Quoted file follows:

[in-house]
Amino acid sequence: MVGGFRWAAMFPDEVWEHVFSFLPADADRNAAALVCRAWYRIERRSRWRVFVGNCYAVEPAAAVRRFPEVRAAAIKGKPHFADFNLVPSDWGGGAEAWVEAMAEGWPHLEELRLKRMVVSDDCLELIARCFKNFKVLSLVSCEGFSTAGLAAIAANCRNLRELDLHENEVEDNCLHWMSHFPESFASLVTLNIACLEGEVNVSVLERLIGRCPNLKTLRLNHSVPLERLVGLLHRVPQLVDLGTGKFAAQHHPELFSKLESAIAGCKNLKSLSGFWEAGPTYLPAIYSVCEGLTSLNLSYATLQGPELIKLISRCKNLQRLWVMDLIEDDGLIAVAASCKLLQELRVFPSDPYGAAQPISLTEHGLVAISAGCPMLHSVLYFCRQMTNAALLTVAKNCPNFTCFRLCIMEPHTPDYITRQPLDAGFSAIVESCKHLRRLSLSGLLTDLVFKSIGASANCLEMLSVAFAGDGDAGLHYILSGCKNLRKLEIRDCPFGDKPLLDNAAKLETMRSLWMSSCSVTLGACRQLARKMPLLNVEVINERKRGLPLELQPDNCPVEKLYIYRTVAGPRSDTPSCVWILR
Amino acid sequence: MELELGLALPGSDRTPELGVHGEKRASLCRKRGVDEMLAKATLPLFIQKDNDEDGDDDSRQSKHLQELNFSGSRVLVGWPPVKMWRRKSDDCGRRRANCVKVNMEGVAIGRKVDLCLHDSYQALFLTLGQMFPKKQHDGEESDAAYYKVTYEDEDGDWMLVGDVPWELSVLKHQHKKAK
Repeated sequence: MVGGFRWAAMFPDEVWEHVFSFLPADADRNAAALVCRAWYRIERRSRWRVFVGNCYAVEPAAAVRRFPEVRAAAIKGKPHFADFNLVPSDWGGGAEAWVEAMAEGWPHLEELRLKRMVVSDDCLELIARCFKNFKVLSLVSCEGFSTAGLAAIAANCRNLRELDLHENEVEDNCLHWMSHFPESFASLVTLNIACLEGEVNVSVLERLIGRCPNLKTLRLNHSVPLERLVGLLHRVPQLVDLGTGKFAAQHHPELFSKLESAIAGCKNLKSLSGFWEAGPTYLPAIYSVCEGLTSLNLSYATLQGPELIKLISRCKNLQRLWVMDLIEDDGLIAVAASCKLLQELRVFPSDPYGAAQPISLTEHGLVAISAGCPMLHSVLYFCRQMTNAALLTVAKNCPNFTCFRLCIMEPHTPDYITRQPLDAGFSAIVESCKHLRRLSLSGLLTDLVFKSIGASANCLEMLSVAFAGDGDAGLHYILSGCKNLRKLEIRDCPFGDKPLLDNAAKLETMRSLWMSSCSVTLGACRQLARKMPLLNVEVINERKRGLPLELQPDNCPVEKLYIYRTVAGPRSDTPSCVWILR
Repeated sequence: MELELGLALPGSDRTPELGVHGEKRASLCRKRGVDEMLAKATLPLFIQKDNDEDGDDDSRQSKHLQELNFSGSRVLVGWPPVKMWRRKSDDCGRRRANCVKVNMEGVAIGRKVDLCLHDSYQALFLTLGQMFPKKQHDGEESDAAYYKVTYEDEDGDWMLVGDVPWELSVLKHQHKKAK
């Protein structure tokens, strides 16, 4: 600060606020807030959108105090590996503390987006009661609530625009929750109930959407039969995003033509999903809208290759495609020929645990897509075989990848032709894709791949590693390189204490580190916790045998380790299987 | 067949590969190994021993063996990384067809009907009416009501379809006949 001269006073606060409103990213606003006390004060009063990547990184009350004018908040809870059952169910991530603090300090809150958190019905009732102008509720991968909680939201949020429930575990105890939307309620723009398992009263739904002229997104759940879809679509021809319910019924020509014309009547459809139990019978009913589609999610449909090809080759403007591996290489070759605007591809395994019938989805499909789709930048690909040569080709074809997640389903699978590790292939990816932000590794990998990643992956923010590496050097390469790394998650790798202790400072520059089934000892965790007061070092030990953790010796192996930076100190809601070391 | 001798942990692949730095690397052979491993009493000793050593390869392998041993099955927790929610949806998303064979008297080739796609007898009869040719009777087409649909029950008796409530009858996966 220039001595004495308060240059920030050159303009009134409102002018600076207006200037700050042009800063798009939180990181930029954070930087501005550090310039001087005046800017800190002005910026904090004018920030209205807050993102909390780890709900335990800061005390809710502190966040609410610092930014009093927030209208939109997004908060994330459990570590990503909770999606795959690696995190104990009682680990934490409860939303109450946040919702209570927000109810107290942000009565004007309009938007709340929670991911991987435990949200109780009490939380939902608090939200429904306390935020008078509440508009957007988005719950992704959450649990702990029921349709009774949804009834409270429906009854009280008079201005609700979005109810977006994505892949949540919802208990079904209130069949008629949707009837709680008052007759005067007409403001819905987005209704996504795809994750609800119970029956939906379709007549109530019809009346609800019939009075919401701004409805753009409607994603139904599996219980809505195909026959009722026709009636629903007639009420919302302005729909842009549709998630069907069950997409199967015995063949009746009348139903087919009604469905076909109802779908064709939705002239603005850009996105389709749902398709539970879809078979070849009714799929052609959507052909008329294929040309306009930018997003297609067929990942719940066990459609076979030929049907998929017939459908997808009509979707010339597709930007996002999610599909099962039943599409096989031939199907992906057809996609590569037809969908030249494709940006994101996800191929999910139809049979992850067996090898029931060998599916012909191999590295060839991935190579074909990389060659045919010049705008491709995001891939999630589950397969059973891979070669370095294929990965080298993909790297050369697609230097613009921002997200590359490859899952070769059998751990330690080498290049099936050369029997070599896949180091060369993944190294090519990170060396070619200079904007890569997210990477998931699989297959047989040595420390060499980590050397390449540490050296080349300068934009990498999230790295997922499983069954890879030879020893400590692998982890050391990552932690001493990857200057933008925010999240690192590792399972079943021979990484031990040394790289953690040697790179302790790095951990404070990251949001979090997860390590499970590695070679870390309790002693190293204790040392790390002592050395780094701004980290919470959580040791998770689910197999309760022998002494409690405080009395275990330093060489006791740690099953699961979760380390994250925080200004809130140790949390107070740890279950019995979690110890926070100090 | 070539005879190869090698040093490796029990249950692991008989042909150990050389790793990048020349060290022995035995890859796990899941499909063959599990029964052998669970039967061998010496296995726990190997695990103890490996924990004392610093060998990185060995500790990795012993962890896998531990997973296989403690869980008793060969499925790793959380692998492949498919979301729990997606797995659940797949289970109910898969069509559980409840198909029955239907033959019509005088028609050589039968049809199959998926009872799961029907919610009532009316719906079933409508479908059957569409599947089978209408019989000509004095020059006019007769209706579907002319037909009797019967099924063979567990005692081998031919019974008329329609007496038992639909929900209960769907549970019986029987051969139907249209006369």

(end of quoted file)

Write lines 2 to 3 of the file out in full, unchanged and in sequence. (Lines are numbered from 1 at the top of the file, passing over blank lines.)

Amino acid sequence: MVGGFRWAAMFPDEVWEHVFSFLPADADRNAAALVCRAWYRIERRSRWRVFVGNCYAVEPAAAVRRFPEVRAAAIKGKPHFADFNLVPSDWGGGAEAWVEAMAEGWPHLEELRLKRMVVSDDCLELIARCFKNFKVLSLVSCEGFSTAGLAAIAANCRNLRELDLHENEVEDNCLHWMSHFPESFASLVTLNIACLEGEVNVSVLERLIGRCPNLKTLRLNHSVPLERLVGLLHRVPQLVDLGTGKFAAQHHPELFSKLESAIAGCKNLKSLSGFWEAGPTYLPAIYSVCEGLTSLNLSYATLQGPELIKLISRCKNLQRLWVMDLIEDDGLIAVAASCKLLQELRVFPSDPYGAAQPISLTEHGLVAISAGCPMLHSVLYFCRQMTNAALLTVAKNCPNFTCFRLCIMEPHTPDYITRQPLDAGFSAIVESCKHLRRLSLSGLLTDLVFKSIGASANCLEMLSVAFAGDGDAGLHYILSGCKNLRKLEIRDCPFGDKPLLDNAAKLETMRSLWMSSCSVTLGACRQLARKMPLLNVEVINERKRGLPLELQPDNCPVEKLYIYRTVAGPRSDTPSCVWILR
Amino acid sequence: MELELGLALPGSDRTPELGVHGEKRASLCRKRGVDEMLAKATLPLFIQKDNDEDGDDDSRQSKHLQELNFSGSRVLVGWPPVKMWRRKSDDCGRRRANCVKVNMEGVAIGRKVDLCLHDSYQALFLTLGQMFPKKQHDGEESDAAYYKVTYEDEDGDWMLVGDVPWELSVLKHQHKKAK